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Kosher Flyin': DUS-LPA-TFS-DUS (HF/DE) +many Pics  
User currently offlineTriStar500 From Germany, joined Nov 1999, 4693 posts, RR: 43
Posted (8 years 4 months 3 weeks 6 days 23 hours ago) and read 6273 times:

About the trip

Hapag-Lloyd (now known as “Hapagfly” after another impressive demonstration of marketing stupidity) offered a sensational deal for flights from Germany to the Canary Islands a few months ago – 29 Euro all inclusive for a 4,5 hour segment – so I did not hesitate one second to jump at the opportunity to visit an unknown airport (LPA) and destination (Gran Canaria). The return flight was scheduled to be operated by Condor (for another 58 Euro) and supposed to leave about eight hours after my arrival on the island, so I originally had planned to explore Tenerife a bit by car. Unfortunately, a few weeks before my departure, flight times were changed to a stopover connection via TFS, reducing my layover to four hours, which left me with no other option than to stay at the airport.
Luckily, LPA has a fairly nice open-air visitor’s deck, so the time went by all too fast, watching interesting traffic and hanging out under a clear 20-degree Centigrade sky while my folks were back at home freezing their rear ends off.  Smile


Sunday, February 12, 2006

Duesseldorf International Airport

The outbound flight was scheduled to leave Duesseldorf in the wee hours of the morning (actually it turned out to be among the very first flight out of DUS that day after the lifting of the curfew at 6 a.m.), which left me with no other options than to drive to the airport by car and leave my ride in one of the outrageously expensive parking lots, which aren’t even close to the terminal. After a short bus ride (the Skytrain, an automated peoplemover connecting the terminals with a large parking lot and the train station, was as usually out of order), I arrived in the check-in hall about one hour before scheduled departure.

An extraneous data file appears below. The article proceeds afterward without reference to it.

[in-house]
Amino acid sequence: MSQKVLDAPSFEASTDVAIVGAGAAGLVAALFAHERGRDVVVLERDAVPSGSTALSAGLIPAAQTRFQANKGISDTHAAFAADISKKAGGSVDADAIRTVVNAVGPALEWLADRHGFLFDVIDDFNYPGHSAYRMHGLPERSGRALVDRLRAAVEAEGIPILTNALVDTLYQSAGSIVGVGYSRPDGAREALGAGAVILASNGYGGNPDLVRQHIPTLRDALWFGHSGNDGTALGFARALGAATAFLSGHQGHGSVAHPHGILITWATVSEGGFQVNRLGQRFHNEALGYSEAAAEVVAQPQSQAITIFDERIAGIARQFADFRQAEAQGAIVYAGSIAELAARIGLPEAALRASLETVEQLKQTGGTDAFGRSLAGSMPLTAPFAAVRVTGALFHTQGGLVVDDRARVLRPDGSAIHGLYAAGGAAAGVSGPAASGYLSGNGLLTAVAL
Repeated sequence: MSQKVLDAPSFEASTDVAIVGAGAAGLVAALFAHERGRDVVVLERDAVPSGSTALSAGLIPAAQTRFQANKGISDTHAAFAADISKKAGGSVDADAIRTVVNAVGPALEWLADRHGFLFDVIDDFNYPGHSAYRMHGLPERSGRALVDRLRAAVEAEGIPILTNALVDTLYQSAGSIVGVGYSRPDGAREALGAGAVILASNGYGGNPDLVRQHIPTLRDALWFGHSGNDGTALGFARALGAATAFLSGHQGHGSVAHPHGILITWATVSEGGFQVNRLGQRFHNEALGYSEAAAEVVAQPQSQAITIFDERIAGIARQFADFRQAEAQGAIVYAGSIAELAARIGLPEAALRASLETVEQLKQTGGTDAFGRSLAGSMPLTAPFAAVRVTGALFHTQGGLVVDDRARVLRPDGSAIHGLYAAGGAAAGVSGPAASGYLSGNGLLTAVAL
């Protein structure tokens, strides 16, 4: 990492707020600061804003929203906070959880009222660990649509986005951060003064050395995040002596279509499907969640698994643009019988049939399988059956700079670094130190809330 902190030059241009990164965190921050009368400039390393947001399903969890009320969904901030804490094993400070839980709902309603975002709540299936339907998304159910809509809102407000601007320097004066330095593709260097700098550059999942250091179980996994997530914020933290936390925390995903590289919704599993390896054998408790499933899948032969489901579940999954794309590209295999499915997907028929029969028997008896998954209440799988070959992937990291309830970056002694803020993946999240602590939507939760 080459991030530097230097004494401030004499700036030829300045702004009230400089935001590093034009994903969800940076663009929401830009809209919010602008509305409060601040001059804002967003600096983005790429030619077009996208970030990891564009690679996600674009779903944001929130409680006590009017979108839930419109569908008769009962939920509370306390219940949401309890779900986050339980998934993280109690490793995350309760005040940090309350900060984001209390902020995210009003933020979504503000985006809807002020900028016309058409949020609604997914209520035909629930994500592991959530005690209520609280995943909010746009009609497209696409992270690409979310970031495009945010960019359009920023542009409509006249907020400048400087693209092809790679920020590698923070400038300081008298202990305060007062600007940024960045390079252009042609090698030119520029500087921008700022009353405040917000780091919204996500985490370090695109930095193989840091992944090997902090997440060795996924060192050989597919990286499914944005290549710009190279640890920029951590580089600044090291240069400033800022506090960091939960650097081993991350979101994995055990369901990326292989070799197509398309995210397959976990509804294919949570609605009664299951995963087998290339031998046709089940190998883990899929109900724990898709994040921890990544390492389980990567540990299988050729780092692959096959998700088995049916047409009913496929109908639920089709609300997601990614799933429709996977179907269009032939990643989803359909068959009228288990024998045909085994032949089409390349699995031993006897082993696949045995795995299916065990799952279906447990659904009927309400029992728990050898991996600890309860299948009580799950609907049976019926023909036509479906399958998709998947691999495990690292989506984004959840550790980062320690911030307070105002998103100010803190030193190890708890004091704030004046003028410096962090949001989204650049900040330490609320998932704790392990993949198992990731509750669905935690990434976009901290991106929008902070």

Checking in was a breeze, and I received my preassigned seat 4F together with boarding pass number 163 (out of 184 possible). Passing through security took only a few more minutes, before I entered the fairly empty (save for a few groups of passengers in front of boarding gates for flights to places like BCN, PMI, TFS and LPA).

Outside, the big metal birds were being fed and watered for their daily duty, among them our ride for the day, Boeing 737-800 D-AHLR in the “Teletubby on dope” TUI colorscheme.



Adjacent to our terminal B, LTU’s short haul fleet was already getting into full swing at terminal C, with the usual array of ground equipment providing all necessary support to get the aircraft flying as soon as the night curfew would be over. On the other side of the apron, a few charter aircraft parked at our terminal were almost ready for the day, while the Lufthansa Boeings, Airbusses and various Regional Jets were still sound asleep except for two “early birds” to MUC and HAM, where boarding was started at about the time of our departure.

Boarding commenced early at about 0555h, and our load of passengers, chiefly comprising tourists and other private travellers, stumbled on board, yawning and stretching their arms and legs.


The flight (DUS-LPA)

Duesseldorf International Airport (PMI) – Las Palmas Gando (LPA)
Flight number: HF 7253
Scheduled block time: 0625h – 0955h
Off-block: 0633h
Take-Off: 0643h (RWY 23L)
Touch-down: 0938h (RWY 03L)
On-block: 0942h

Boeing 737-8K5(W)
D-AHLR
c/n 32907/1117
delivered: April 6, 2002

Seat 4F (Economy Class)


View Large View Medium
Click here for bigger photo!

Photo © Maik Mönkemeier